A public letter/proposal
to current and former residents of Lincoln, Illinois:
Springfield, MO–January 7, 2013: Public statues combined with
historical markers invite and challenge citizens to discover the
stories of local, state, and national history. These stories include
accounts of how sculptors interpret and render their subjects. The
sum of these stories, encompassing social, political, and cultural
history, creates a living heritage that communicates core values and
beliefs, helping to bond diverse social groups and succeeding
generations. For the good of the nation, the American heritage must
thrive locally, where it can strengthen a community's civic pride
and promote its economy through tourist appeal.
New public statues of exemplary Americans add to our heritage,
and for communities whose history has been blessed with the fabled
touch of Abraham Lincoln, the answer to the question of what subject
would be appropriate for new statues is a no-brainer. According to
the Web site of the Abraham Lincoln Heritage Coalition, "Abraham
Lincoln couldn’t be any more connected to a city than Lincoln,
Illinois." This community has the distinction of having been named
for and christened by Abraham Lincoln with watermelon juice in 1853,
five years before the Lincoln-Douglas debates made him famous. Mr.
Lincoln was the lawyer for both the town's founders and the company
owning the railroad that led to the town's establishment. In
addition, Mr. Lincoln had various other legal, political, business,
and social experiences in this community, including the adjacent,
earlier town of Postville, which became part of Lincoln.
Historian Carl Volkmann reports that the United States has about
two hundred original, bronze-coated Lincoln statues (in thirty-four
states); and Illinois has fifty-six of them. Springfield, Illinois,
with nine has the most original, bronze Lincolns, plus various
replicas. Chicago has five original, bronze Lincolns, as does New
Salem; Decatur, four; Bloomington, three. Lincoln, Illinois, has two
original, bronze Lincolns and a third planned for the near future.
Additional Lincoln statues in Lincoln are fabricated with such other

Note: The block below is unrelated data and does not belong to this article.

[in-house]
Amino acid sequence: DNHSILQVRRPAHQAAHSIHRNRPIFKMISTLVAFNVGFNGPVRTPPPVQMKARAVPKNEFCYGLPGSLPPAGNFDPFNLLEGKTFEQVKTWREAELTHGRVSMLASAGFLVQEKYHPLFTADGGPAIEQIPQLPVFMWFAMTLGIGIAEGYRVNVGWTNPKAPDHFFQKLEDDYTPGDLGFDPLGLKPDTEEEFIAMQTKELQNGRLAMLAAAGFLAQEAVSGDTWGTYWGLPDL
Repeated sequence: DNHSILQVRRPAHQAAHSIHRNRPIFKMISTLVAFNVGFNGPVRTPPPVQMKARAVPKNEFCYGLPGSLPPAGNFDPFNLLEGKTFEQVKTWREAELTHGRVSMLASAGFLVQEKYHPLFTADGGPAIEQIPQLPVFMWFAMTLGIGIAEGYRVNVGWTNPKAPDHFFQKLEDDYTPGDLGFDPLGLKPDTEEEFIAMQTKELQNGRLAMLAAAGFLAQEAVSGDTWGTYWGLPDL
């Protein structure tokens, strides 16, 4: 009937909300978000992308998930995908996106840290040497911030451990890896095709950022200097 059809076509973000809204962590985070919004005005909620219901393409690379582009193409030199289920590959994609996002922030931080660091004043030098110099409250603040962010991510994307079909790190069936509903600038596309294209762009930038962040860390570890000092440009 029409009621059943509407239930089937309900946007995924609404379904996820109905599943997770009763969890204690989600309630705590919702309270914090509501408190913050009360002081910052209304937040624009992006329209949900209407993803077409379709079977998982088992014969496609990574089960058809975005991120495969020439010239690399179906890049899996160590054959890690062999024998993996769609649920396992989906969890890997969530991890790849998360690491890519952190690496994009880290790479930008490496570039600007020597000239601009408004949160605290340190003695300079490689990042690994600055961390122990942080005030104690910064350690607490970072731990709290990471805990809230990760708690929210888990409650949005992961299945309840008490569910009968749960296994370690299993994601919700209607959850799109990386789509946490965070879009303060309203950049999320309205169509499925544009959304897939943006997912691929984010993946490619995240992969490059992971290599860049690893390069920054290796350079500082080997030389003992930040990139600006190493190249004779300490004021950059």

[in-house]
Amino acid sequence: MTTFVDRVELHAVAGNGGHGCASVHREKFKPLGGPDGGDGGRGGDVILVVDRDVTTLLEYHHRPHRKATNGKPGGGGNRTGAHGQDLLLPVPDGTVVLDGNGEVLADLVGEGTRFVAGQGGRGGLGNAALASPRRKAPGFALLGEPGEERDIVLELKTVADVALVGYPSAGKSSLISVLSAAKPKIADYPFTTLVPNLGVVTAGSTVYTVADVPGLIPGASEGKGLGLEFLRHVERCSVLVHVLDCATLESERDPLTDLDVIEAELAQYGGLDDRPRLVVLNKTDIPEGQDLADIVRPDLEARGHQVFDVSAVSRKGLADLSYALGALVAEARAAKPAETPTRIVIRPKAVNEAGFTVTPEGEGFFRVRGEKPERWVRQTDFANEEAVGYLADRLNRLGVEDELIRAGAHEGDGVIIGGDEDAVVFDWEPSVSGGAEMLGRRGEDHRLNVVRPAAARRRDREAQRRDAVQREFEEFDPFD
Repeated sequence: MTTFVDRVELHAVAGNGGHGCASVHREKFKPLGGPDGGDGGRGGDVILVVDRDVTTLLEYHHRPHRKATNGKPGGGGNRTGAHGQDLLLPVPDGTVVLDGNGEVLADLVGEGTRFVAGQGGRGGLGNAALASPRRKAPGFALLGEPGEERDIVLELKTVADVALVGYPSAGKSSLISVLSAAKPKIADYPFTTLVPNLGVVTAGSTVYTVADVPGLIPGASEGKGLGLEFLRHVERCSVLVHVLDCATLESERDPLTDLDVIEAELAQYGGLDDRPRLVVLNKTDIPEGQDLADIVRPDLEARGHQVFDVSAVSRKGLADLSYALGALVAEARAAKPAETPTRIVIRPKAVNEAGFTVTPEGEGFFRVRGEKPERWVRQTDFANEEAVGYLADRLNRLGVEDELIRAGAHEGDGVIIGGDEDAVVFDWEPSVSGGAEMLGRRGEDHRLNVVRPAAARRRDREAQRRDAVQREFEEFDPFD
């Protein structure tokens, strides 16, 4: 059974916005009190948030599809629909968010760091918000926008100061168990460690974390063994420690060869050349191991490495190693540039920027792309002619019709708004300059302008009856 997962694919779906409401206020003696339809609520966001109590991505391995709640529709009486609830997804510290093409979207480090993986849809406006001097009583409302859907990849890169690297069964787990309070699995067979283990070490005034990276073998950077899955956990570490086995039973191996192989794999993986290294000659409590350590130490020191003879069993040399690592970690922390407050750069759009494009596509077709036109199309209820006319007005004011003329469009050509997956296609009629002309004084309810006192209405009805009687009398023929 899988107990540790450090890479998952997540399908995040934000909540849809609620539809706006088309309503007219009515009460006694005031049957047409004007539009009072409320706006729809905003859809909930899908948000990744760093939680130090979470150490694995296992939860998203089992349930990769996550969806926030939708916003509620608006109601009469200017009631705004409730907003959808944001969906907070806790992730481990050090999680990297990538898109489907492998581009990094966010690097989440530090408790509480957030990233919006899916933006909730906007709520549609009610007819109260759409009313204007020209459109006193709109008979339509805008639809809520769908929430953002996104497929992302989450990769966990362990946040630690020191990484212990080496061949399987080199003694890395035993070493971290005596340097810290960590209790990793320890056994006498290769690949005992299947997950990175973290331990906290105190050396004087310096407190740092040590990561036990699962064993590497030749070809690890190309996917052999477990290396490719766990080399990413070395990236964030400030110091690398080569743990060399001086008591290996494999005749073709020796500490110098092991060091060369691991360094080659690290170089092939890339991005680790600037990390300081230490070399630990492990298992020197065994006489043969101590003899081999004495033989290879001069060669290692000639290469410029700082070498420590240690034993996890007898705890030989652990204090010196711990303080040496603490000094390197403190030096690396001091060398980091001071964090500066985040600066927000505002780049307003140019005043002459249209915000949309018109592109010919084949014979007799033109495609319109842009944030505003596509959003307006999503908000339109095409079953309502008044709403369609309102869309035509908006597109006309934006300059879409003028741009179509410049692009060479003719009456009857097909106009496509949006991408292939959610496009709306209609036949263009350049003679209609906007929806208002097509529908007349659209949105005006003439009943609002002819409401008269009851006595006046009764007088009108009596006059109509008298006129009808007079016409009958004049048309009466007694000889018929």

materials as plaster and fiberglass, and the city presently has a
total of six Lincoln statues.
The following plan--obviously an ambitious, long-range
plan--describes four more original, bronze statues of Abraham
Lincoln for future development in his first namesake city. Thus,
with seven original, bronze Lincolns, the first Lincoln namesake
city would be second only to Springfield. Most importantly, the
eleven total statues of Lincoln in Lincoln would depict him in more
capacities than statues in any other city of the world except
Springfield, Illinois--athlete, storyteller, student, circuit-riding
lawyer-politician, community founding lawyer, 1858 Republican Senate
candidate, man of God, citizen reading while striding down the
street, and bearded traveler reading a law book while perched on The
World's Largest Covered Wagon. These renderings range from the
realistic to the mythical and comical.
Unlike the proposed Lincoln statue "as tall as the Statue of
Liberty" discussed a few years ago in Lincoln, Illinois, the statues
proposed here do not involve prohibitive costs. The Lincoln statue
as tall as the Statue of Liberty was estimated to cost forty million
dollars, so that amount would have had to come from outside
corporate sources, but none was found. Rather, the statues proposed
here could be developed as affordable projects, accomplished one at
a time, with local fund raising and distant solicitation through Web
sites, direct email, and social media. These Internet resources make
it possible and economical to seek donations from the many former
residents who are proud to call Lincoln their hometown. The Internet
facilitates collaboration, expanding and strengthening a sense of
This Lincoln community has a proven track record of statue
development. After the Logan County Civil War Soldier Statue
Committee completed its work in 2011, some of its members decided to
form a new committee for the purpose of erecting a statue of Abraham
Lincoln as a politician running for the U.S. Senate in 1858. On
October 16, 1858, Lincoln delivered a two-hour campaign stump speech
on the west side of the Logan County Courthouse in downtown Lincoln.
This speech was the highlight of the "monster" Republican rally--the